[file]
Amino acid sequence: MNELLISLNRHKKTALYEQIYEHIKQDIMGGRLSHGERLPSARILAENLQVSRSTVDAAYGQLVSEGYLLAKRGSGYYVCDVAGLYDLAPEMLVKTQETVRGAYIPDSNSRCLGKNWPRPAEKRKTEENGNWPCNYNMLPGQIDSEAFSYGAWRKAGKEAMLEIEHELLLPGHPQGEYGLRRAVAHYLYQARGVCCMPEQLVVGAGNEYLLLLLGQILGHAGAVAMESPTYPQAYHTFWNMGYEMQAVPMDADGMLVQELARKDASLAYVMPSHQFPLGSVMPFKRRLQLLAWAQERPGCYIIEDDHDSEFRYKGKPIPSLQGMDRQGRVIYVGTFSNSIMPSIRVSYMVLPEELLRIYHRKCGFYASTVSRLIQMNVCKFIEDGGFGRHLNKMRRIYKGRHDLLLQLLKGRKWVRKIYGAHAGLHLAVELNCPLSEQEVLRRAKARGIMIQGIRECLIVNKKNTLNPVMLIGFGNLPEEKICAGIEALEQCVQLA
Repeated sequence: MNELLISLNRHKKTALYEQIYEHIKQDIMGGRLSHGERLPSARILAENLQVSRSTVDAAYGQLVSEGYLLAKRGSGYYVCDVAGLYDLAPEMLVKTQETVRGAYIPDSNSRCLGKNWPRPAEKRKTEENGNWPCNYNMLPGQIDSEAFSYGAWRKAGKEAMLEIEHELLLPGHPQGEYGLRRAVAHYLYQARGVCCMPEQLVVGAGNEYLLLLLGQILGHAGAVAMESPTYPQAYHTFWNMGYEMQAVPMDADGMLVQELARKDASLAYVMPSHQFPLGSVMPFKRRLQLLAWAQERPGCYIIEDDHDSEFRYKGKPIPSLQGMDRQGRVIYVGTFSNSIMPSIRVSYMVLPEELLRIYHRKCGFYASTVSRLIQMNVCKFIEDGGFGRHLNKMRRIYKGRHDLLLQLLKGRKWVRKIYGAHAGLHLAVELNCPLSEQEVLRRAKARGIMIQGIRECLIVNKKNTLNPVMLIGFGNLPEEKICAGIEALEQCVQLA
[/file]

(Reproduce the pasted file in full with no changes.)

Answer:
Amino acid sequence: MNELLISLNRHKKTALYEQIYEHIKQDIMGGRLSHGERLPSARILAENLQVSRSTVDAAYGQLVSEGYLLAKRGSGYYVCDVAGLYDLAPEMLVKTQETVRGAYIPDSNSRCLGKNWPRPAEKRKTEENGNWPCNYNMLPGQIDSEAFSYGAWRKAGKEAMLEIEHELLLPGHPQGEYGLRRAVAHYLYQARGVCCMPEQLVVGAGNEYLLLLLGQILGHAGAVAMESPTYPQAYHTFWNMGYEMQAVPMDADGMLVQELARKDASLAYVMPSHQFPLGSVMPFKRRLQLLAWAQERPGCYIIEDDHDSEFRYKGKPIPSLQGMDRQGRVIYVGTFSNSIMPSIRVSYMVLPEELLRIYHRKCGFYASTVSRLIQMNVCKFIEDGGFGRHLNKMRRIYKGRHDLLLQLLKGRKWVRKIYGAHAGLHLAVELNCPLSEQEVLRRAKARGIMIQGIRECLIVNKKNTLNPVMLIGFGNLPEEKICAGIEALEQCVQLA
Repeated sequence: MNELLISLNRHKKTALYEQIYEHIKQDIMGGRLSHGERLPSARILAENLQVSRSTVDAAYGQLVSEGYLLAKRGSGYYVCDVAGLYDLAPEMLVKTQETVRGAYIPDSNSRCLGKNWPRPAEKRKTEENGNWPCNYNMLPGQIDSEAFSYGAWRKAGKEAMLEIEHELLLPGHPQGEYGLRRAVAHYLYQARGVCCMPEQLVVGAGNEYLLLLLGQILGHAGAVAMESPTYPQAYHTFWNMGYEMQAVPMDADGMLVQELARKDASLAYVMPSHQFPLGSVMPFKRRLQLLAWAQERPGCYIIEDDHDSEFRYKGKPIPSLQGMDRQGRVIYVGTFSNSIMPSIRVSYMVLPEELLRIYHRKCGFYASTVSRLIQMNVCKFIEDGGFGRHLNKMRRIYKGRHDLLLQLLKGRKWVRKIYGAHAGLHLAVELNCPLSEQEVLRRAKARGIMIQGIRECLIVNKKNTLNPVMLIGFGNLPEEKICAGIEALEQCVQLA